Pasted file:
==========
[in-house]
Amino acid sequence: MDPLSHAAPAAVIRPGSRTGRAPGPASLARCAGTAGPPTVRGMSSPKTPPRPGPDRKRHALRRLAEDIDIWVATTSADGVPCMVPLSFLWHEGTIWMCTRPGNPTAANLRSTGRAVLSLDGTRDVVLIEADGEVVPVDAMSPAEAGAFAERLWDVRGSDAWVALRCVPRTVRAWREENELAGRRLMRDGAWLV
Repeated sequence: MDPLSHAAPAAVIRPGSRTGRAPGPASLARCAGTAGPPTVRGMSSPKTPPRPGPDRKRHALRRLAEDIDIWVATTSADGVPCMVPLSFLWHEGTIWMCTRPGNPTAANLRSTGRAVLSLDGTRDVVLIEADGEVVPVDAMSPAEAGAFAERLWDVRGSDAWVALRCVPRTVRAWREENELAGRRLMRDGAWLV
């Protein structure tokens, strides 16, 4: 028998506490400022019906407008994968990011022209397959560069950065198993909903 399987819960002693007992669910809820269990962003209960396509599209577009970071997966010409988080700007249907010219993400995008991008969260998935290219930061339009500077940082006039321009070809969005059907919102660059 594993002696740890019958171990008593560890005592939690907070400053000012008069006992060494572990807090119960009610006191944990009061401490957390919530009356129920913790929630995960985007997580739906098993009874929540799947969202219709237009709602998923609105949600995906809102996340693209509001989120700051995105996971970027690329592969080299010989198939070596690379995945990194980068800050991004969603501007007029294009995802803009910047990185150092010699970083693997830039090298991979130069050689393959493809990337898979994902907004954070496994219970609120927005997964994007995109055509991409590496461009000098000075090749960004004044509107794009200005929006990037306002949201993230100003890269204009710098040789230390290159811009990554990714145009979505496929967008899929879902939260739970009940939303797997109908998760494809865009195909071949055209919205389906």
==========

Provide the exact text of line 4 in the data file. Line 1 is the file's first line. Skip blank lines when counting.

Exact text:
């Protein structure tokens, strides 16, 4: 028998506490400022019906407008994968990011022209397959560069950065198993909903 399987819960002693007992669910809820269990962003209960396509599209577009970071997966010409988080700007249907010219993400995008991008969260998935290219930061339009500077940082006039321009070809969005059907919102660059 594993002696740890019958171990008593560890005592939690907070400053000012008069006992060494572990807090119960009610006191944990009061401490957390919530009356129920913790929630995960985007997580739906098993009874929540799947969202219709237009709602998923609105949600995906809102996340693209509001989120700051995105996971970027690329592969080299010989198939070596690379995945990194980068800050991004969603501007007029294009995802803009910047990185150092010699970083693997830039090298991979130069050689393959493809990337898979994902907004954070496994219970609120927005997964994007995109055509991409590496461009000098000075090749960004004044509107794009200005929006990037306002949201993230100003890269204009710098040789230390290159811009990554990714145009979505496929967008899929879902939260739970009940939303797997109908998760494809865009195909071949055209919205389906």